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At first glance, there may seem to be a romantic subtext to scheduling the annual Equality Maryland Lobby Day — for the past several years it’s been held on the Monday before Valentine’s Day.
But that’s mainly a coincidence and a matter of availability, says Equality Maryland Executive Director Dan Furmansky.
But it’s appropriate nonetheless, given the high-profile case of 19 gay Marylanders who challenged a 1973 state statute that prohibits same-sex marriage. They presented their case to the Court of Appeals, Maryland’s highest court, and are awaiting a decision that could surface any day.
”At the forefront of our struggle is the freedom to love and build families with whomever we choose – and not at the expense of the condemnation and exclusion of the law,” Furmansky says. ”With a message at its core about love and family, Valentine’s Day is the perfect time for Equality Maryland to storm Annapolis with our brigade of citizen activists.”
Nearly 400 people have registered to take part on Lobby Day and hundreds more are expected to attend the events in Annapolis, from 5 to 8 p.m., on Feb. 12.
The day kicks off with a rally at 5 p.m., featuring Fred Mason, executive director of Metro Washington (DC) Council AFL-CIO, Maryland State Sen. Gwendolyn T. Britt (D), and musical performer Lea Gilmore.
”Sen. Britt will be speaking at the rally to announce that she will lead the way to [marriage equality],” says Sara Ryan, field organizer for Equality Maryland.
Activists are hoping other elected officials will join Britt. They will ask lawmakers to support civil marriage equality for same-sex couples in Maryland by signing a pledge that reads, ”I will not support the creation of a separate-and-unequal classification for same-sex unions under a different name. I will vote for civil marriage for same-sex couples.”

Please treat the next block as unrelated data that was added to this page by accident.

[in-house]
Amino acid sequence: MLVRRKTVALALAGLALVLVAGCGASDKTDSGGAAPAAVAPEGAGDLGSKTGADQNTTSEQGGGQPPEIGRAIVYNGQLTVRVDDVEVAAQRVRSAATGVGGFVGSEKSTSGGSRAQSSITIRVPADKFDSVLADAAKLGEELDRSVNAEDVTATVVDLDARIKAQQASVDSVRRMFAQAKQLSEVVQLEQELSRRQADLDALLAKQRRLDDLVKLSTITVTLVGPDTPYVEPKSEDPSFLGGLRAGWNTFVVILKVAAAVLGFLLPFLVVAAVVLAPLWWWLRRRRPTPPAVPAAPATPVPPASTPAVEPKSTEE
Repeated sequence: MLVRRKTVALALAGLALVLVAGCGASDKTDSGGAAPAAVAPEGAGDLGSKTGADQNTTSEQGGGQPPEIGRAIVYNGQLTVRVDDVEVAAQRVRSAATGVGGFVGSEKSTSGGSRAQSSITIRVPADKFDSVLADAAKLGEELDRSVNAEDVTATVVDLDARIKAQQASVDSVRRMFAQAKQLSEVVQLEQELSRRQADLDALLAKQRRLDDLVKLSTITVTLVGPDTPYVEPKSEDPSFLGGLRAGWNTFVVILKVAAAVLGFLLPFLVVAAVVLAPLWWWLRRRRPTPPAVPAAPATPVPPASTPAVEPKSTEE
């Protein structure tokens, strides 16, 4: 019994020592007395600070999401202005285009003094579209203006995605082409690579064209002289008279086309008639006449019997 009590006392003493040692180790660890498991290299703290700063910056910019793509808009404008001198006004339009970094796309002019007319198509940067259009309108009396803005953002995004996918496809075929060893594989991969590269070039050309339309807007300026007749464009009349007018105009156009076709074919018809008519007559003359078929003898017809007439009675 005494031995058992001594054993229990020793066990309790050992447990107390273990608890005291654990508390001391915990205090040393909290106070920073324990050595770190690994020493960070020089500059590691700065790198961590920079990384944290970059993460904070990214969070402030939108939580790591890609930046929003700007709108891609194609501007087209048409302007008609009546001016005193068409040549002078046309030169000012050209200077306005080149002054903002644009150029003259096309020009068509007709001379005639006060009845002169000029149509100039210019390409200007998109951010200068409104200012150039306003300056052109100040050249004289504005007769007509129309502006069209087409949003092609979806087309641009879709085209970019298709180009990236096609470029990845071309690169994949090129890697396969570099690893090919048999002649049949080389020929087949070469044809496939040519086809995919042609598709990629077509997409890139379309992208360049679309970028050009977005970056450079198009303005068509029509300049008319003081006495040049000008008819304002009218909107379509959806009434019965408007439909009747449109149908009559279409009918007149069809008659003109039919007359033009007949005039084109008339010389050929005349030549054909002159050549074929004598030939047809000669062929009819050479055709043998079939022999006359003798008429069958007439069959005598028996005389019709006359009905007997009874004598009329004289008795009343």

Ryan says this year’s Lobby Day could be the last opportunity for many to voice their concerns about equal marriage rights in the state.
”The reality is that there is a very good chance that the Court of Appeals will decide our marriage equality case before the next Lobby Day,” she says. ”This may be the last chance for many of our members to tell their legislators … that amending the constitution with discrimination is unacceptable.”
Ryan says the most effective way to persuade legislatures to support GLBT equality is by meeting them in person.
”We know that people who hear directly from LGBT people and their allies about … the discrimination they face, the protections that their families are without… they are far more likely to be supportive of LGBT people.”
It also familiarizes legislators with the communities they serve, she says, which is why she hopes members of the transgender community are present at Lobby Day as well.
”Because transgender people are often the most invisible members of the LGBT community, it’s especially important for our members to educate legislators about this issue,” Ryan says. ”Most of them have not met a transgender person before and don’t know about the issues. It’s equally important for our legislators to realize that supporting transgender equality is the right thing to do.”
Equality Maryland’s Lobby Day is Monday, Feb. 12, 5 to 8 p.m. at Lawyer’s Mall in Annapolis, Md., located directly in front of the State House, at 100 State Circle. For more information, visit www.equalitymaryland.org, or call 301-587-7500.
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